The idea of getting free energy from the sun is an appealing prospect when you see your power bill increase each year. Today, solar panels are everywhere. You might see them in fields along the highway or on homes and businesses in your community.
With the rising costs of utilities and the falling price of solar panels, many consumers want to know if solar panels will save them money on utility costs. Even with the high upfront cost, in some cases, the panels can completely cover your electric bill.
Here are the key factors to consider when calculating how much you can save by converting to solar panels.
Your Typical Electric Costs
For most families, the cost of electricity rises every year. In 2017, the average home paid 12.95 cents per kilowatt-hour used. In 2014, the average electric bill was $114, using an average of 911-kilowatt hours of power. Where you live will determine your cost of power. If you live in an area with higher than average utility costs, you will save more money than states that have lower costs of electricity. For example, New England, Hawaii, and California have the highest cost per kilowatt-hour for electricity, while states like Mississippi and Louisiana have the lowest.
How Much Energy Your Home Consumes Each Month
In addition to the cost per kilowatt-hour, you need to consider how much energy your household consumes. Homes use between 500 to over 2000 kilowatts of power each month. For instance, Hawaii has a high cost of energy, but overall a low consumption rate, where California has both a high cost and a high rate of consumption. The weather and access to alternative sources of power are the biggest factors in how much energy you use each month. Alternate sources of energy such as gas or propane can impact your electric use. The size of your household and age of your home can also factor into the amount of energy you use in your home.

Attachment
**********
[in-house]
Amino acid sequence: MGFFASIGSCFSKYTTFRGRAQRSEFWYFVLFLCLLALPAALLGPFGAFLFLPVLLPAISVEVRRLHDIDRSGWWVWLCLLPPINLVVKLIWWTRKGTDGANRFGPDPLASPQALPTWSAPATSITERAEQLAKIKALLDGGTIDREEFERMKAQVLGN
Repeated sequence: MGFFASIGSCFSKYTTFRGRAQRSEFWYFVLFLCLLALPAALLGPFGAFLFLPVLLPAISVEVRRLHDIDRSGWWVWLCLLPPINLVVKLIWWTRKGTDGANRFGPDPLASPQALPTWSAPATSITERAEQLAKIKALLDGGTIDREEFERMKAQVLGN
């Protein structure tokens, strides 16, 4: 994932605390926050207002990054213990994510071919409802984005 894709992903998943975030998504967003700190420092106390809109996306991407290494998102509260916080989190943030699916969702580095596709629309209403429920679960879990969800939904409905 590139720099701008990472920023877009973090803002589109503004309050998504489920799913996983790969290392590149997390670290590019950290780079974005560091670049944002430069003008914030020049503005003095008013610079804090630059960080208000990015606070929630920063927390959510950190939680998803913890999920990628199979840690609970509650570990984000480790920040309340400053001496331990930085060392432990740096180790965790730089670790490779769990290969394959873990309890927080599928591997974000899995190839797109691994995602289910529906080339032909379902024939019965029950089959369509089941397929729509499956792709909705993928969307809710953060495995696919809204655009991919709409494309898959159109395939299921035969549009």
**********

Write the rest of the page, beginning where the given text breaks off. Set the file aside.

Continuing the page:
Your Home’s Exposure to Sunlight
Solar power gets its energy from the sun; therefore, the number of sunny days is a major factor in the amount of savings you can achieve. States with a lot of sunshine like Arizona and California can more easily capture the energy from the sun’s rays than states with more cloudy days. The position of your home in relation to the sun and the amount of shade on your home will also impact the sun exposure you can capture through solar panels.
The Initial Cost of the Solar Panels (Including Installation)
In most cases, it will cost between three and five cents per kilowatt to install solar panels. For the average home that can be an upfront price tag of $15,000 to 25,000 dollars. Today's solar panels have a lifespan of around 20 years, making it a long-term investment.
Many companies will finance the purchase of solar panels, including installation costs, allowing you to pay for the panels with your energy savings.
Lastly, you can look at local, state, and federal incentives, which can lower the upfront cost of converting your home to solar energy. The federal government and some states provide tax credits for conversions. States and local power companies may also offer cash rebates.
Using a savings calculator can help you determine the net savings for conversion, based on your current energy costs and the cost of buying and installing solar panels on your home.